Reviewed by Will Stackman
This biographical docu-drama was written by two professionals, Dr. Stephen Bergman and his wife, Janet Surrey, a psychologist. Bergman is also a novelist and playwright under the pen name "Samuel Shem." "Bill W. and Dr. Bob" is a rather painstaking treatment of the founding of AA by two professionals, a stockbroker and a surgeon, who managed to save themselves from chronic alcoholism, and pass their technique of one on one personal counseling on to the world. More a tribute than a drama, this production still has effective moments. It's done well enough with audiences who don't regularly attend serious live drama that the New Rep added performances within the run to meet demand. There's also a good possibility that the show will play off-Broadway next fall.
What current theatrical effectiveness this earnest piece has should be credited to a superb cast tightly directed by the New Rep's Artistic Director, Rick Lombardo. The title roles of Bill Wilson and Dr. Bob Smith are taken by Robert Krakovski andPatrick Husted, two strong regional rep actors with national reputations. Their wives, Lois and Anne, are played by equally experienced actresses, Rachel Harker and Anne Doyle. This quartet manages to work through family turmoil without descending into soap opera. All the rest of the parts--and there may be too many--are taken by Deanna Dunmyer and Marc Carver, who carry off the more important roles, and effectively sketch to rest, often with only moments for offstage costume changes.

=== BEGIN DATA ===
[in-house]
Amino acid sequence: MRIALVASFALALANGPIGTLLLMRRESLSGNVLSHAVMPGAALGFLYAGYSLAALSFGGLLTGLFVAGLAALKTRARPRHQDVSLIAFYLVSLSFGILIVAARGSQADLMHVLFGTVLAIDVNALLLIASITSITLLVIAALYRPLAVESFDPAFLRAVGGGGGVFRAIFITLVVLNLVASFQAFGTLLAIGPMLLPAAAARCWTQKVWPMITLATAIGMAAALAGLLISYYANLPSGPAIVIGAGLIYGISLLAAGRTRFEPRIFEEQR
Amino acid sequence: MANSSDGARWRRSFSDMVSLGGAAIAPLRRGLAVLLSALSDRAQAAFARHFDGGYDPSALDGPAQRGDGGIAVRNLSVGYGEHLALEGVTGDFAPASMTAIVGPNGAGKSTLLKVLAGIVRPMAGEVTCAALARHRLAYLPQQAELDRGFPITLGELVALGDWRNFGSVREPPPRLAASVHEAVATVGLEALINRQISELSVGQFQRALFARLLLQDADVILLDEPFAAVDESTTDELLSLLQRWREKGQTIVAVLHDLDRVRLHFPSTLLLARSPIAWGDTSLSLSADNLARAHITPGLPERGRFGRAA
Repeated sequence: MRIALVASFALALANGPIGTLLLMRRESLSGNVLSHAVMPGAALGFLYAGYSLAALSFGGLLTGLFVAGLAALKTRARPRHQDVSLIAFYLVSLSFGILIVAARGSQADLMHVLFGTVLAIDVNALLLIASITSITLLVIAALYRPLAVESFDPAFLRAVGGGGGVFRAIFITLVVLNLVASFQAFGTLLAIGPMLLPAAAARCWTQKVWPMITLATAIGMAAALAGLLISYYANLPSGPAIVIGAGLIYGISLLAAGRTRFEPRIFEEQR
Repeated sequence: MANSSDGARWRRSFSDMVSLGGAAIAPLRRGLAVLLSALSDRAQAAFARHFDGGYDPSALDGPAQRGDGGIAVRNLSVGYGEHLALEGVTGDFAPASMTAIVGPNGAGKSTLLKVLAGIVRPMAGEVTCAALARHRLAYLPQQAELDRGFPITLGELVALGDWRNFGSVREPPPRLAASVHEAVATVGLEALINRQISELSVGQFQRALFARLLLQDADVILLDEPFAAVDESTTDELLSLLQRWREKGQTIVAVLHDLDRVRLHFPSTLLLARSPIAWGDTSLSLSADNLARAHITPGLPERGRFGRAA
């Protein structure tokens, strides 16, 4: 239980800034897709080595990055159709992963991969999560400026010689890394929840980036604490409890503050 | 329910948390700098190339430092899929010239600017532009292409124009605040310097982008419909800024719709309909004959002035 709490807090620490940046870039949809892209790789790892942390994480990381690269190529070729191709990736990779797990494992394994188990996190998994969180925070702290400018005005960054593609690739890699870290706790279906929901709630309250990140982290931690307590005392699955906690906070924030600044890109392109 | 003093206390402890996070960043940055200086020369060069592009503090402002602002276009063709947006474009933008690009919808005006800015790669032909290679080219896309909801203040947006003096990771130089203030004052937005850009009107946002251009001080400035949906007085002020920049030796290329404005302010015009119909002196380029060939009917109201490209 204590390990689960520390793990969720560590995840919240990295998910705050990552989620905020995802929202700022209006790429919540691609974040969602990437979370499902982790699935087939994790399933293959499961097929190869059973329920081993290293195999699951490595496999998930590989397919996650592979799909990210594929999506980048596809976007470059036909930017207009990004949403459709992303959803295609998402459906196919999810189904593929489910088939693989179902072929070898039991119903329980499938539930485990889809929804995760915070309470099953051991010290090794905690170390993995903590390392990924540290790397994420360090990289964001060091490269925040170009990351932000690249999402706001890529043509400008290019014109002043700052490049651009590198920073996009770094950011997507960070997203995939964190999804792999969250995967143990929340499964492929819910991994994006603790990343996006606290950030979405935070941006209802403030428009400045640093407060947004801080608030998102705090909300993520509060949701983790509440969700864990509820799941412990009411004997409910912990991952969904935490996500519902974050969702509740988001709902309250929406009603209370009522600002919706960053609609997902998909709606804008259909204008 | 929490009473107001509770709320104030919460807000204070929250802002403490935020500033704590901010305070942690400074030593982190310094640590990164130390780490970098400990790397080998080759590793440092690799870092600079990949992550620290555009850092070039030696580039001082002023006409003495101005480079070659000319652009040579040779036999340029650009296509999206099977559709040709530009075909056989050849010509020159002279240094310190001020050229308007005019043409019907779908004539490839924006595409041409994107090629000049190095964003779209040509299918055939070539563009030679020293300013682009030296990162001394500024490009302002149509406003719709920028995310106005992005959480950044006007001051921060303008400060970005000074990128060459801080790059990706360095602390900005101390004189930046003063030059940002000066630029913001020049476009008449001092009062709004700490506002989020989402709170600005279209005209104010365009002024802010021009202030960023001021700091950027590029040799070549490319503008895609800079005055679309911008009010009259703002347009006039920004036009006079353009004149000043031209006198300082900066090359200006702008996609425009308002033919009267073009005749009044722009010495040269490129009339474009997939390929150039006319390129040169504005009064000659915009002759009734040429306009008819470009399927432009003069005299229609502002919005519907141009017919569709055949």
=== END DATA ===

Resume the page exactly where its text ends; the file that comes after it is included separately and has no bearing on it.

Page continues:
To achieve more than two dozen scene changes, Anita Fuchs has surrounded the stage with tall panels covered with woodgrained folded slats. Individual scenes ride in on wagons from left and right plus upstage center, often with one or more side panels sliding out as well. The result provides needed realism, but becomes tedious. The play would benefit from a quicker way to indicate some scenes and more overlapping action, if only for variety. The impetus of the action is diminished by the pace and some scenes which are overwritten in an attempt to find heightened speech to accompany emotions. The show feels at times like a novel adapted for the screen but put onstage.
Technical support at the New Rep continues to impress. Jane Alois Stein has captured the Depression-era feel of 1934-35 with accurate costuming. Dan Meeker's light plot is flexible and effective. Todd C. Gordon arranged and plays a score full of period themes onstage at the piano, which shifts position from scene to scene. The audience's attention is generally held even when things go on too long. This is a play firmly in the tradition of temperance melodramas such as "The Drunkard" or "Ten Nights in a Barroom," with a more socially-conscious conclusion. The script could however have been written any time in the last half-century and seems anchored to a world-view which supports the 12 step approach, with no questions about society as whole. The personal approach to salvation is very American, which may account for audience satisfaction with this piece, despite critical misgivings. Framing the show with the two title characters address the audience, who're assumed to be attending an AA meeting or the first convention 1955, suggests that stepping out from the serial action of the script might be useful during the play as well.
Self-help is been part of our national character since Poor Richard, and the community-based nature of 12 step programs has links to the waves of religious revival which seem to sweep this country periodically, with mixed results. Calling on a "higher power", which AA et al. inherited from the Oxford movement, may be necessary, but can lead to other simplistic decisions which are not beneficial, either to the individual or to society as a whole. There's a stronger drama in this material than Bergman and Surrey have staged.